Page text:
Symptoms commonly include: A aharp, dry, hacking cough, nausea, sneezing, or puffing. 

These symptoms can be triggered in response to a slight compression of the trachea after an emotional excitement or exercise. Dog owners describe the cough to sound similar to the cry of the wild goose. It may sound very similar to a sound your dog would make if they had a bone stuck in their throat. However, be mindful that these symptoms may be only seen with severe cases. In mild cases, dogs continue to eat, remain vital and active. Sometimes, in very severe cases, the symptoms may progress and include lethargy, fever, lack of appetite, pneumonia and, in severe cases even death. These cases usually develop in immunocompromised animals or in very young unvaccinated puppies.

There may now be a trend that is telling pet owners not to immunise their dogs, but you are only risking the health of your dog not keeping up to date with vaccinations! 
 
 Diagnosis
 
 The diagnosis your vet makes will be based on typical clinical signs and history that reveals prior contact with other dogs or dog staying in a hotel or shelter. Some veterinarians can carry out inoculating a bacterial culture, virus isolation and serology to confirm the involvement of the different causes of the disease, but because of the characteristic manifestation of clinical signs is not applied very often.
 
 Treatment
 
 Usually antibiotics are the best way to treat bacterial infections. However, in light (uncomplicated) forms of the disease, antibiotics are not necessary. Treating mild cases shortens the time during which the animal will be potential vectors of the disease. In moderate and severe cases can be applied corticosteroids to help reduce the cough and feel the dog more comfortable.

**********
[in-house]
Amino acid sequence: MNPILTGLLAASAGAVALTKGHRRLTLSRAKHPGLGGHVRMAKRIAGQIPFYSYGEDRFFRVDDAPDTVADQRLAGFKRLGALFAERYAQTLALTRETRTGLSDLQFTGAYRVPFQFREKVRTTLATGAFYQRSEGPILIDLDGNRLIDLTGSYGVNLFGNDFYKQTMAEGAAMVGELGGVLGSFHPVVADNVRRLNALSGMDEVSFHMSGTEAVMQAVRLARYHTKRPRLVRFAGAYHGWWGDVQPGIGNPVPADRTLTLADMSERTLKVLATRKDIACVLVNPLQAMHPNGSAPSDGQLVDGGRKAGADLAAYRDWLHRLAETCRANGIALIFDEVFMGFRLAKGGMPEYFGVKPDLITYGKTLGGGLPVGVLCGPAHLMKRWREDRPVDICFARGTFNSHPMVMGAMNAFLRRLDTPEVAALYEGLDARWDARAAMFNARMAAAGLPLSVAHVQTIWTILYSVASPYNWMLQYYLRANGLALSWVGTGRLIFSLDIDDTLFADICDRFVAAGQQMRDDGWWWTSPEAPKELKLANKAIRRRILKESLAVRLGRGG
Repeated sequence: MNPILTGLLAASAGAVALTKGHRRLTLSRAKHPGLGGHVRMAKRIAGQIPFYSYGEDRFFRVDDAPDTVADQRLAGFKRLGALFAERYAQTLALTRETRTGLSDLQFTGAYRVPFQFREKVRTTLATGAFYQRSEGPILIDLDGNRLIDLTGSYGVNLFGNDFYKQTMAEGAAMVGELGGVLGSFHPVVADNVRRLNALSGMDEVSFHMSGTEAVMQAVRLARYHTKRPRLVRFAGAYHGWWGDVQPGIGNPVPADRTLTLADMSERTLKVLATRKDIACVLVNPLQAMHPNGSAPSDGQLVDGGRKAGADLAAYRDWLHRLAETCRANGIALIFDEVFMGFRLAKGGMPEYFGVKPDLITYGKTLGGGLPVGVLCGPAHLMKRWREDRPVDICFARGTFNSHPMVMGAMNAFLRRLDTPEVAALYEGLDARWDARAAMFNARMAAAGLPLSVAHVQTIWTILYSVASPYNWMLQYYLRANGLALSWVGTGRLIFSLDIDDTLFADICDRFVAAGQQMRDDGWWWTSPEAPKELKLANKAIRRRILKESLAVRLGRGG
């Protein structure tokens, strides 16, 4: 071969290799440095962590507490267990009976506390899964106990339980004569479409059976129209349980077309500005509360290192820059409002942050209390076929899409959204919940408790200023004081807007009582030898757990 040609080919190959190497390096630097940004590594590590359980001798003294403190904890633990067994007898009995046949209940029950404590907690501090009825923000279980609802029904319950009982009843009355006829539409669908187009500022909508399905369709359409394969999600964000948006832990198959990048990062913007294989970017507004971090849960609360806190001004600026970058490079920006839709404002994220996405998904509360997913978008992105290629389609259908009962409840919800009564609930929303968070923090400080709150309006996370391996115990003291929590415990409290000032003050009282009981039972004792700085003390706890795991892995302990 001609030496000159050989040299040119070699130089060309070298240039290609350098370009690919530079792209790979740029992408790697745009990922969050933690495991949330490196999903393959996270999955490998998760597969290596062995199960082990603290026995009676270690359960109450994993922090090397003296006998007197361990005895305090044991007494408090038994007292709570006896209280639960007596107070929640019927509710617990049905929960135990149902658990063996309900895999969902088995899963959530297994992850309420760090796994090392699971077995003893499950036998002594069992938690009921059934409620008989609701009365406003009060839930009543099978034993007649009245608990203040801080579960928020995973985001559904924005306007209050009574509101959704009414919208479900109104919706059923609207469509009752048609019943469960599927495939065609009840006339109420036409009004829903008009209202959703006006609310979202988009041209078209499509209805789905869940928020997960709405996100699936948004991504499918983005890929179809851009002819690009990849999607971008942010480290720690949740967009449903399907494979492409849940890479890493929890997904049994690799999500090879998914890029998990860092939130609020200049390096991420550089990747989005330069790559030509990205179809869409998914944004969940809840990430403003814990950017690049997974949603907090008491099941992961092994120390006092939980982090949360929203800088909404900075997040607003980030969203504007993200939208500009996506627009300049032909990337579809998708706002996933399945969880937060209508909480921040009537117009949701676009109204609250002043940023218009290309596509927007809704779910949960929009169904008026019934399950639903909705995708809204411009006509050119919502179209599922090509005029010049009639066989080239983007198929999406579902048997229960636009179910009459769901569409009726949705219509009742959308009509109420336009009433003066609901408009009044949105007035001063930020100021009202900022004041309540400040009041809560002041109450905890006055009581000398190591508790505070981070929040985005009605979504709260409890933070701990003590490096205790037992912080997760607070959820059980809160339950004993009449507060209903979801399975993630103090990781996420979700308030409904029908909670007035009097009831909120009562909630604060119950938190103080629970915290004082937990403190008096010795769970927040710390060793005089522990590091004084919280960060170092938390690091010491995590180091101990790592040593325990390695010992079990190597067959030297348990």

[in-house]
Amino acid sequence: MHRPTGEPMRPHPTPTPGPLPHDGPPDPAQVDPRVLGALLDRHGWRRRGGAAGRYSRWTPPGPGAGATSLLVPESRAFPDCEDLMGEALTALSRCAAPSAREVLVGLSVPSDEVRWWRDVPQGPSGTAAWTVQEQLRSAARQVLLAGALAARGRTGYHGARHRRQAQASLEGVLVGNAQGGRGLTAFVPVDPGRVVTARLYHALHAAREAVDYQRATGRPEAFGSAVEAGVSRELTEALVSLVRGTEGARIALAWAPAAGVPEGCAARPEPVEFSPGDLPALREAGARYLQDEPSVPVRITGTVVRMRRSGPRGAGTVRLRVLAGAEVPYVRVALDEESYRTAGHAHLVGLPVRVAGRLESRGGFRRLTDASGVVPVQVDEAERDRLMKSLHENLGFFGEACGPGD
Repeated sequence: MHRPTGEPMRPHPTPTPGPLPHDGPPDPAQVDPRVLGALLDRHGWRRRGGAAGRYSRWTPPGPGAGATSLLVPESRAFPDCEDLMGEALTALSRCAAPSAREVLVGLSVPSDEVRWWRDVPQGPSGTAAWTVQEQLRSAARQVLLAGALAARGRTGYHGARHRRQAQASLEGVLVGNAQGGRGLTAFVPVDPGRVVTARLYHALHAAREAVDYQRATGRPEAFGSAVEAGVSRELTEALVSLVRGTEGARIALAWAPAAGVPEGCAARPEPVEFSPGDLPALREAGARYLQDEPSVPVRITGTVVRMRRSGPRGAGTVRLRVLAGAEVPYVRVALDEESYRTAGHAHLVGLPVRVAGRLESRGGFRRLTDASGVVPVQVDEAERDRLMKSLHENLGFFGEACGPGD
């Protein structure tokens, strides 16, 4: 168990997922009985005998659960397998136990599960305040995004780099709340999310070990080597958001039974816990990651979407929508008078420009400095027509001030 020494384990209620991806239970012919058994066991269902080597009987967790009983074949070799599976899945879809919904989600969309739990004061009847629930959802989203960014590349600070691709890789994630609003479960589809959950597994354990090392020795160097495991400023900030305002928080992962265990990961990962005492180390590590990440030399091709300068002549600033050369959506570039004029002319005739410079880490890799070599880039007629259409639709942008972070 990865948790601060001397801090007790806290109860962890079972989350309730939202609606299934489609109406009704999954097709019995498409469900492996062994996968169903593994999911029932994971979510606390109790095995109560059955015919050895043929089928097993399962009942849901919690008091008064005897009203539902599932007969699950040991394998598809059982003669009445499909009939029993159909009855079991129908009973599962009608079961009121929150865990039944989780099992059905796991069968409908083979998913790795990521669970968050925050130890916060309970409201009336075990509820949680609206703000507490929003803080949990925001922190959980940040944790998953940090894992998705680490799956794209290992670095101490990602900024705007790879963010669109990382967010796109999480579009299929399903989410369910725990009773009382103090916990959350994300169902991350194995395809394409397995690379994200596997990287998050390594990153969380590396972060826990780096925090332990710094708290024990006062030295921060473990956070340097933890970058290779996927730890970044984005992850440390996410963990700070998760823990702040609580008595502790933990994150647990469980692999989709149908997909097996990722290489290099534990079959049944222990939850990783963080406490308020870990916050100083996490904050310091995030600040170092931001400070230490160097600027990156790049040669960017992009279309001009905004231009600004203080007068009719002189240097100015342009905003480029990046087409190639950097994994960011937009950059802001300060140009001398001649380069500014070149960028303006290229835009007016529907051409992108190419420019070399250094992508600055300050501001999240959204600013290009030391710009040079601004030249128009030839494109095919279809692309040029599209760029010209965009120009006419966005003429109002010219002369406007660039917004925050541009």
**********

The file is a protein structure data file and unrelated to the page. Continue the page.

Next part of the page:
In severe and complicated cases where animals do not eat, they have a fever or show signs of pneumonia, antibiotics are a must. In these cases, steroids and drugs and cough suppressants are not recommended because of the risk of immunosuppression.
 
 Vaccination and prevention
 
 Vaccination is the best prevention against canine cough. Intranasal vaccine stimulates local immunity, which significantly reduces the occurrence of severe clinical signs, as well as prevents the spread of the infection. This immunity is not affected by maternal antibodies puppies received with colostrum.
 In dog hotels and shelters where infectious tracheobronchitis is a problem, strict hygiene with thorough cleaning and disinfection of cages, food and water is of great importance. Dog hotels and shelters that are indoors should have very good ventilation. Most dog hotels and shelters do not accept dogs without proven vaccination and this must become a rule worldwide.
 
 Risk for humans
 
 Until recently it was thought that there is no risk to human health. However, research has shown that Bordetella bronchiseptica can cause sickness in some people, particularly those with impaired immune systems. Healthy adults do not seem to have risk, but young children and immunocompromised individuals should take precautions and not to come into contact with animals showing symptoms of tracheobronchitis.